Renovating outdoor lighting: funding assistance

octobre 2021

Agence pour l’Environnement et la Maîtrise de l’Energie (ADEME)

The subject of many economic, political and environmental issues, outdoor lighting, and in particular its management in public spaces, is now a competence in its own right. For the past fifteen years, the price of electricity has been rising steadily, putting a strain on local authorities’ budgets, which in France amount to 1 billion euros per year. With an ageing and energy-intensive lighting stock, the territories have been addressing the issue for several years in order to limit consumption and therefore energy expenditure. Some have implemented coherent and ambitious renovation programmes on their own or on an inter-municipal scale. Despite the 500 million euros of annual investments made by local authorities to renew and modernise their public lighting systems, consumption remains high and the efforts made must be increased. Public lighting is now at the heart of the expectations of citizens, who are increasingly concerned about the way in which the city is administered, but also increasingly involved in environmental protection. Public lighting is a source of light pollution that contributes to the fragmentation of natural habitats. Intelligent management of lighting is therefore essential. The technological tools for this management already exist.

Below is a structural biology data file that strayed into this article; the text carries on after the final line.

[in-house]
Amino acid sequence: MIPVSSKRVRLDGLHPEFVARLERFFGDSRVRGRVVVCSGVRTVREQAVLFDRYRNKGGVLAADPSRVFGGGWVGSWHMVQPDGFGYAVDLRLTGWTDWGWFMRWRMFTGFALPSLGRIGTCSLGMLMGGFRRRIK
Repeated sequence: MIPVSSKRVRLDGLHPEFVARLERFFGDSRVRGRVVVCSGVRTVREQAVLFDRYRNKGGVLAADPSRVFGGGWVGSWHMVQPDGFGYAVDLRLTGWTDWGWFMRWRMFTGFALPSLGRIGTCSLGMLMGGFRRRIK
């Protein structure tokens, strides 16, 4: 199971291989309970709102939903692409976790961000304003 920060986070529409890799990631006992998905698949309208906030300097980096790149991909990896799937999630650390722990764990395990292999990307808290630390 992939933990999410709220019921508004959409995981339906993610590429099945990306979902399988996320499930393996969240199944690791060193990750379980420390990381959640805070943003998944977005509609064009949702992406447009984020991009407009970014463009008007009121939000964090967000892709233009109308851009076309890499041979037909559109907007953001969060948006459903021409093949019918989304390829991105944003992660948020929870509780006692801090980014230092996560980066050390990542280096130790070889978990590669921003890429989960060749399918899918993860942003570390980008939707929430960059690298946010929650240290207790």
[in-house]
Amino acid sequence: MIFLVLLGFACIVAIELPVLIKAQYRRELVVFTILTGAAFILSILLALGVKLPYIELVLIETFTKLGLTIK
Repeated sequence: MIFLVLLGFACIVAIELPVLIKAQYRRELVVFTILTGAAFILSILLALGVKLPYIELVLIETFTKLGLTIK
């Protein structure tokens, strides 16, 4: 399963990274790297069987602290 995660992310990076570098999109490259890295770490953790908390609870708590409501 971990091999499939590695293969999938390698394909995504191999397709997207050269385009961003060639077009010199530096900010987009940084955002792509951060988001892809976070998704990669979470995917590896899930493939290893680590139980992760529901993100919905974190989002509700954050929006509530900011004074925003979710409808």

In addition, new needs are emerging in our territories: video protection, wifi terminals, electric vehicle charging stations, etc. Lighting infrastructures are increasingly in demand and should eventually become one of the supports for pooling equipment related to these new needs.

This is why it is becoming urgent to accelerate the renovation of the network and to make it communicative with a view to the development and planning of future intelligent territories. Public lighting is one of the major players in the ecological transition and a lever for action to limit light pollution and energy consumption. This guide published by ADEME should enable readers to gain a better understanding of the public lighting stock, to gain a better understanding of the issues at stake and to become players in its transformation.

À télécharger : ademe-eclairage-exterieur-2021.pdf (3,9 Mio)

A. Energy saving certificates (CEE)